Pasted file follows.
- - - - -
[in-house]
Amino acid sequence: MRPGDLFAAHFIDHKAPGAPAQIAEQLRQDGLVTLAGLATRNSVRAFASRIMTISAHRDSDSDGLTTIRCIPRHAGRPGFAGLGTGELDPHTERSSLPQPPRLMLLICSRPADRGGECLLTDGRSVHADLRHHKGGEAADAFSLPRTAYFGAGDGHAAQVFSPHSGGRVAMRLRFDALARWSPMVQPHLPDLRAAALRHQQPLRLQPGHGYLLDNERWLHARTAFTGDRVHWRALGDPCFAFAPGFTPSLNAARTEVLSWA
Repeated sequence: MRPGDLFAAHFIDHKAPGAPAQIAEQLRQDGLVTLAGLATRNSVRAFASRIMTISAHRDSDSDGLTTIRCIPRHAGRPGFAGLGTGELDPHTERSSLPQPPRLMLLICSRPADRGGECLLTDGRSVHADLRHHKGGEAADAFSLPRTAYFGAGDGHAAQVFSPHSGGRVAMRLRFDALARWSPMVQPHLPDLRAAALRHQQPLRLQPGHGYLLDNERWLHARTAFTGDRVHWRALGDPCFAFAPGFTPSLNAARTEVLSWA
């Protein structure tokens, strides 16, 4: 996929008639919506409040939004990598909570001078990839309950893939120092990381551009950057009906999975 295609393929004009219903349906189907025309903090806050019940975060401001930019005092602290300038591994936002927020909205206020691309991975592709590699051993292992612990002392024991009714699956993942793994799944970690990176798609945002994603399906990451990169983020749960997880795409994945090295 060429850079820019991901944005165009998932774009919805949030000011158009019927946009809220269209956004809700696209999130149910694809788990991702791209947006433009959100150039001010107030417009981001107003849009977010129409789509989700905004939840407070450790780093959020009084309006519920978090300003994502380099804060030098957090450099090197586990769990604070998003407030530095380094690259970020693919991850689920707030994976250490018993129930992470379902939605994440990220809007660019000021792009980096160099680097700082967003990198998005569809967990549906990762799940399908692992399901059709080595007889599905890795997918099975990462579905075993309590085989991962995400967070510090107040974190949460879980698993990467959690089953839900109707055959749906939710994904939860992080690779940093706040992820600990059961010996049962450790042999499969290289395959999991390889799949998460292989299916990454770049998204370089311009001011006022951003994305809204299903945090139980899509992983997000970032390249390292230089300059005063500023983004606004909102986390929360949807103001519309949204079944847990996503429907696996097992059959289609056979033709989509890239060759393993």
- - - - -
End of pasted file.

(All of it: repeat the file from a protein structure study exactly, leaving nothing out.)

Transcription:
[in-house]
Amino acid sequence: MRPGDLFAAHFIDHKAPGAPAQIAEQLRQDGLVTLAGLATRNSVRAFASRIMTISAHRDSDSDGLTTIRCIPRHAGRPGFAGLGTGELDPHTERSSLPQPPRLMLLICSRPADRGGECLLTDGRSVHADLRHHKGGEAADAFSLPRTAYFGAGDGHAAQVFSPHSGGRVAMRLRFDALARWSPMVQPHLPDLRAAALRHQQPLRLQPGHGYLLDNERWLHARTAFTGDRVHWRALGDPCFAFAPGFTPSLNAARTEVLSWA
Repeated sequence: MRPGDLFAAHFIDHKAPGAPAQIAEQLRQDGLVTLAGLATRNSVRAFASRIMTISAHRDSDSDGLTTIRCIPRHAGRPGFAGLGTGELDPHTERSSLPQPPRLMLLICSRPADRGGECLLTDGRSVHADLRHHKGGEAADAFSLPRTAYFGAGDGHAAQVFSPHSGGRVAMRLRFDALARWSPMVQPHLPDLRAAALRHQQPLRLQPGHGYLLDNERWLHARTAFTGDRVHWRALGDPCFAFAPGFTPSLNAARTEVLSWA
């Protein structure tokens, strides 16, 4: 996929008639919506409040939004990598909570001078990839309950893939120092990381551009950057009906999975 295609393929004009219903349906189907025309903090806050019940975060401001930019005092602290300038591994936002927020909205206020691309991975592709590699051993292992612990002392024991009714699956993942793994799944970690990176798609945002994603399906990451990169983020749960997880795409994945090295 060429850079820019991901944005165009998932774009919805949030000011158009019927946009809220269209956004809700696209999130149910694809788990991702791209947006433009959100150039001010107030417009981001107003849009977010129409789509989700905004939840407070450790780093959020009084309006519920978090300003994502380099804060030098957090450099090197586990769990604070998003407030530095380094690259970020693919991850689920707030994976250490018993129930992470379902939605994440990220809007660019000021792009980096160099680097700082967003990198998005569809967990549906990762799940399908692992399901059709080595007889599905890795997918099975990462579905075993309590085989991962995400967070510090107040974190949460879980698993990467959690089953839900109707055959749906939710994904939860992080690779940093706040992820600990059961010996049962450790042999499969290289395959999991390889799949998460292989299916990454770049998204370089311009001011006022951003994305809204299903945090139980899509992983997000970032390249390292230089300059005063500023983004606004909102986390929360949807103001519309949204079944847990996503429907696996097992059959289609056979033709989509890239060759393993």